Spring Conference Highlights Data from Four Schools
Columbia, SC (March 9, 2015) – TransformSC schools participated in the initiative’s spring conference today, sharing progress after participating in TransformSC for one school year. From increased parent participation to increased student achievement, educators are seeing results.
“TransformSC’s coalition is impacting the public education system from the ground up,” said Pamela Lackey, co-chair of TransformSC and state president of AT&T. “Each of our schools and districts has innovative superintendents, principals and teachers stepping up to lead.”
Early Results: A Look at Four TransformSC Schools
Lexington District Four’s Early Childhood Center serves the rural communities of Swansea and Gaston and has an 86.9 poverty index. The Early Childhood Center has implemented an all-day Montessori model for three-, four-, and five-year-olds, along with a parent engagement program called “PALS.” According to a nationally recognized assessment called “Dial 3,” students’ motor skills increased 12%, language skills increased 9%, and concept skills increased 14%. Literacy scores improved by 10%, but the most dramatic progress was shown in parent engagement, which increased by 400%.
“The TransformSC initiative is unique because it aligns a coalition of support across the spectrum of development from early childhood to higher education,” said Lillian Atkins, Principal of Lexington 4 Early Childhood Center. “The Early Childhood Center is thankful for the opportunity to participate in TransformSC and unite with our peers around a common goal.”
Oakland Elementary School in Inman has implemented project-based learning for its 4K-4th grade students. The curriculum focuses on building skills like problem-solving and critical thinking. Using this model, Oakland Elementary earned the highest report card rating of all elementary schools in Spartanburg County. Its federal report card rating improved from 92.8 in 2013, to 99.9 in 2014. Oakland’s students are also achieving higher standardized test scores than its district average in English language arts, math, social studies and writing.
“TransformSC has begun to create a culture of innovation within schools and districts,” said Josh Patterson, Principal of Oakland Elementary School. “This new culture facilitates collaboration in developing new learning models and generates excitement among educators working to implement new approaches in the classroom.”
Whittemore Park Middle School in Conway, a school with a 98.8 poverty index, has implemented a blended learning model that helped the school raise its state report card grade from a ‘D’ to a ‘B’ in just one academic year. Whittemore Park’s students receive a personal electronic device with a customized dashboard. The technology allows teachers to continuously monitor students’ progress and to personalize daily content for students. Twenty-two 6th graders mastered 6th grade math standards and moved on to 7th grade math last school year. Standardized test scores have improved in all student groups every quarter. Whittemore Park has been so successful that the Horry County School District is planning to implement its model district-wide.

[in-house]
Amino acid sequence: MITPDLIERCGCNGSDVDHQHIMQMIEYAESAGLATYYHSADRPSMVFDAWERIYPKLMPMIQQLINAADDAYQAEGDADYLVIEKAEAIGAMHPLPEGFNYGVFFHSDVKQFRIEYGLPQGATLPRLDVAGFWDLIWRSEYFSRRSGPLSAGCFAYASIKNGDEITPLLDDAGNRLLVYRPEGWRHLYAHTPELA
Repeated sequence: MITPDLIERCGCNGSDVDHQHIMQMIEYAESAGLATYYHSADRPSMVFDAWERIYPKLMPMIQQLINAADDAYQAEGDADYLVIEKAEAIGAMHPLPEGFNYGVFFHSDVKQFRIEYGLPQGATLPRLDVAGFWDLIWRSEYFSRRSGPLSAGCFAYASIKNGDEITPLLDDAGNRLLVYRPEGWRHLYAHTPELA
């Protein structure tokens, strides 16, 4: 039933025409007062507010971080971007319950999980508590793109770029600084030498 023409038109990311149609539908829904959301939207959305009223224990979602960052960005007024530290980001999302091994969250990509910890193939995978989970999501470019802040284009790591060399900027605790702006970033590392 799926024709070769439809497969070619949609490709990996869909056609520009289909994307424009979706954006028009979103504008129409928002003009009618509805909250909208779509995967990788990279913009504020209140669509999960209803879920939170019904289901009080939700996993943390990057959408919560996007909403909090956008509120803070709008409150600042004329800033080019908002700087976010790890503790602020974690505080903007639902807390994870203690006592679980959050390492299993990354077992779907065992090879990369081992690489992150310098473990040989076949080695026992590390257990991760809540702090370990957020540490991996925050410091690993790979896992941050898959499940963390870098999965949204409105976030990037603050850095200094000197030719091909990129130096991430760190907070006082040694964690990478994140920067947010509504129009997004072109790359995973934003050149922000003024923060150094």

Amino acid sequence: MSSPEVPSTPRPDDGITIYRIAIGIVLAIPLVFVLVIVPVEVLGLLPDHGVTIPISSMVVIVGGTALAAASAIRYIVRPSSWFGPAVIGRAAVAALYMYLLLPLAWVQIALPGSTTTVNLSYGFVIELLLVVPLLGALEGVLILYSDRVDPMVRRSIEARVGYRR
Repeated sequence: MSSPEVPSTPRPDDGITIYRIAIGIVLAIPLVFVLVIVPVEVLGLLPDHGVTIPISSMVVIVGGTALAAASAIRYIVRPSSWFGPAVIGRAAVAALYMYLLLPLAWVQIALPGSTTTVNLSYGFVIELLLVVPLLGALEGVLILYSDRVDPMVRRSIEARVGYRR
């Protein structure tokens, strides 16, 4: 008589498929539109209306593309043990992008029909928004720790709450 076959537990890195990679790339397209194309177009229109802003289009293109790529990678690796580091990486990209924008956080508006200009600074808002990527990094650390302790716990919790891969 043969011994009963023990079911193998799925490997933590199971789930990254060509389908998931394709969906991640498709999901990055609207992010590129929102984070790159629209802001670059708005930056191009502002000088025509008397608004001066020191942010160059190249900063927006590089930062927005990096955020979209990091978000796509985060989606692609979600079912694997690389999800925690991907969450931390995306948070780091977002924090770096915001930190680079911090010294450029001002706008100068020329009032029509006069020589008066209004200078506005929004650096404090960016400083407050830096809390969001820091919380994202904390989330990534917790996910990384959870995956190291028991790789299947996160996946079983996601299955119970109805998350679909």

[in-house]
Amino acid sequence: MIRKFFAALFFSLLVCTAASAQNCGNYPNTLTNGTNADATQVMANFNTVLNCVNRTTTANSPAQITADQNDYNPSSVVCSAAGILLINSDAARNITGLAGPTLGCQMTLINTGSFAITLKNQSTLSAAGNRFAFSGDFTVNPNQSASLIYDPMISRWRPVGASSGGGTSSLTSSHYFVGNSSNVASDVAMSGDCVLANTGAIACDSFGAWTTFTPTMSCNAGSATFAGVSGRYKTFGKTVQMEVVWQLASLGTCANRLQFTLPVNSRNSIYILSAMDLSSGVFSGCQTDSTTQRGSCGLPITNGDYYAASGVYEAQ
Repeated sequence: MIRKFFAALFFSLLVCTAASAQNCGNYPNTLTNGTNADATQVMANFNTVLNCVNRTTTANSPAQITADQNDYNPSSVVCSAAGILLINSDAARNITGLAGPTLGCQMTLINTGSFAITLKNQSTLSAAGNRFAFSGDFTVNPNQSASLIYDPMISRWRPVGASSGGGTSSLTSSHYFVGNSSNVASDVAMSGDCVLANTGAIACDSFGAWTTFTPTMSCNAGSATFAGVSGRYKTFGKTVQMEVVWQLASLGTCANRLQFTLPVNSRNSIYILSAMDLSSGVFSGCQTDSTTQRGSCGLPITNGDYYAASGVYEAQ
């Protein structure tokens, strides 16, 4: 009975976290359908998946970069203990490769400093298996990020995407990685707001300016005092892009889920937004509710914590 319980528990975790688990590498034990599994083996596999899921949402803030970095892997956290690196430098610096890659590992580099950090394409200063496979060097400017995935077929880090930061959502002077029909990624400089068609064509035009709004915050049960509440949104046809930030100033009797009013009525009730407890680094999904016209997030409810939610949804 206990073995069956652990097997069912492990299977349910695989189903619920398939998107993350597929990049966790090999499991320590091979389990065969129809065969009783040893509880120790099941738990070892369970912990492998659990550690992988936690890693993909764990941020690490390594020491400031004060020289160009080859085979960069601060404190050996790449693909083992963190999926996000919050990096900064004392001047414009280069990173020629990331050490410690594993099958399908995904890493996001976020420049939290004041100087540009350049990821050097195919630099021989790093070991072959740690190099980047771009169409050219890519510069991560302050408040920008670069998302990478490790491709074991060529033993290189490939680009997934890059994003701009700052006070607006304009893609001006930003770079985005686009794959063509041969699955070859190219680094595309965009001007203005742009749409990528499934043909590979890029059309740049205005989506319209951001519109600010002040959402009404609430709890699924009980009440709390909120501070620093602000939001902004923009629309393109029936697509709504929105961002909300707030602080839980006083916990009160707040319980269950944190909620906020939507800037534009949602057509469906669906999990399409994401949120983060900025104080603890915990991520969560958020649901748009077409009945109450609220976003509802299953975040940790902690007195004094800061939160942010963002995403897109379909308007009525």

Cougar New Tech Entrepreneurial Academy, a school within a school at Colleton High School in rural Walterboro, implemented a nationally recognized project-based learning model for high schools called “New Tech.” Eighty 9th grade students are participated in the model last year, and discipline referrals among that group declined by 90%. Students’ average reading level increased by two years in just nine months’ time. Performance on the Algebra 1 end-of-course exam increased 12%, and there were 74% fewer failures due to absences.
The TransformSC coalition of educators, parents, students, business leaders and policymakers is united around common vision: The Profile of the South Carolina Graduate. The Profile acts as a guide to the knowledge, skills and characteristics students need to be successful. It has been adopted by TransformSC’s network of 37 schools, the South Carolina Association of School Administrators, the State Board of Education, the South Carolina Chamber of Commerce and the Education Oversight Committee.
“For the first time in decades, educators, business leaders, policy makers, parents and students agree on a vision for the successful graduate. It will be a long-term effort for our early results to scale, but the momentum is incredible. We believe that with continued engagement of all groups in our coalition, we can make a positive difference across the state,” said Mike Brenan, co-chair of TransformSC and State President of BB&T.
TransformSC, an education initiative of the South Carolina Council on Competitiveness, is a collaboration of business leaders, educators, students, parents and policy makers transforming the public education system so that every student graduates prepared for careers, college and citizenship. TransformSC schools and districts are designing, launching, promoting and proving transformative practices in the classroom. Currently there are 37 schools and 3 districts in the TransformSC network. For more information, visit www.sccompetes.org/transformsc.
Director of Communications
SC Council on Competitiveness
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